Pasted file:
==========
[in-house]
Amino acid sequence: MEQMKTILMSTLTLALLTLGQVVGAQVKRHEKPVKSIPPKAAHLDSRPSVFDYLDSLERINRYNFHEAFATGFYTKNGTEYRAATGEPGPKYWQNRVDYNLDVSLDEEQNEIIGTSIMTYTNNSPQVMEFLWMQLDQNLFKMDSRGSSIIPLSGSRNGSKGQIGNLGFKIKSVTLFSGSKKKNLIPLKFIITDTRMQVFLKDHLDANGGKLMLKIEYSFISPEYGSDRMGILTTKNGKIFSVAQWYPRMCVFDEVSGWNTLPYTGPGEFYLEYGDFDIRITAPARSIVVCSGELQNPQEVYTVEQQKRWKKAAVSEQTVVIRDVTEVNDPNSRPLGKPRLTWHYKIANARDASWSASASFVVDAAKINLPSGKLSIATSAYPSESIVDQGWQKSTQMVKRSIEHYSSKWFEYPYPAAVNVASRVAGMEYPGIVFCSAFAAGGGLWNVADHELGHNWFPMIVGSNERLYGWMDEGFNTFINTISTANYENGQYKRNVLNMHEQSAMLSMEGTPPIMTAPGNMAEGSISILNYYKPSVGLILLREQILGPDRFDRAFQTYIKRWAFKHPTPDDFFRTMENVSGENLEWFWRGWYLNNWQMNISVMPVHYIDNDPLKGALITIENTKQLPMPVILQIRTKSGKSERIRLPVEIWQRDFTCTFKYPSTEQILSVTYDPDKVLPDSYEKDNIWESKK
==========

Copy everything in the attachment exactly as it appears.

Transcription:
[in-house]
Amino acid sequence: MEQMKTILMSTLTLALLTLGQVVGAQVKRHEKPVKSIPPKAAHLDSRPSVFDYLDSLERINRYNFHEAFATGFYTKNGTEYRAATGEPGPKYWQNRVDYNLDVSLDEEQNEIIGTSIMTYTNNSPQVMEFLWMQLDQNLFKMDSRGSSIIPLSGSRNGSKGQIGNLGFKIKSVTLFSGSKKKNLIPLKFIITDTRMQVFLKDHLDANGGKLMLKIEYSFISPEYGSDRMGILTTKNGKIFSVAQWYPRMCVFDEVSGWNTLPYTGPGEFYLEYGDFDIRITAPARSIVVCSGELQNPQEVYTVEQQKRWKKAAVSEQTVVIRDVTEVNDPNSRPLGKPRLTWHYKIANARDASWSASASFVVDAAKINLPSGKLSIATSAYPSESIVDQGWQKSTQMVKRSIEHYSSKWFEYPYPAAVNVASRVAGMEYPGIVFCSAFAAGGGLWNVADHELGHNWFPMIVGSNERLYGWMDEGFNTFINTISTANYENGQYKRNVLNMHEQSAMLSMEGTPPIMTAPGNMAEGSISILNYYKPSVGLILLREQILGPDRFDRAFQTYIKRWAFKHPTPDDFFRTMENVSGENLEWFWRGWYLNNWQMNISVMPVHYIDNDPLKGALITIENTKQLPMPVILQIRTKSGKSERIRLPVEIWQRDFTCTFKYPSTEQILSVTYDPDKVLPDSYEKDNIWESKK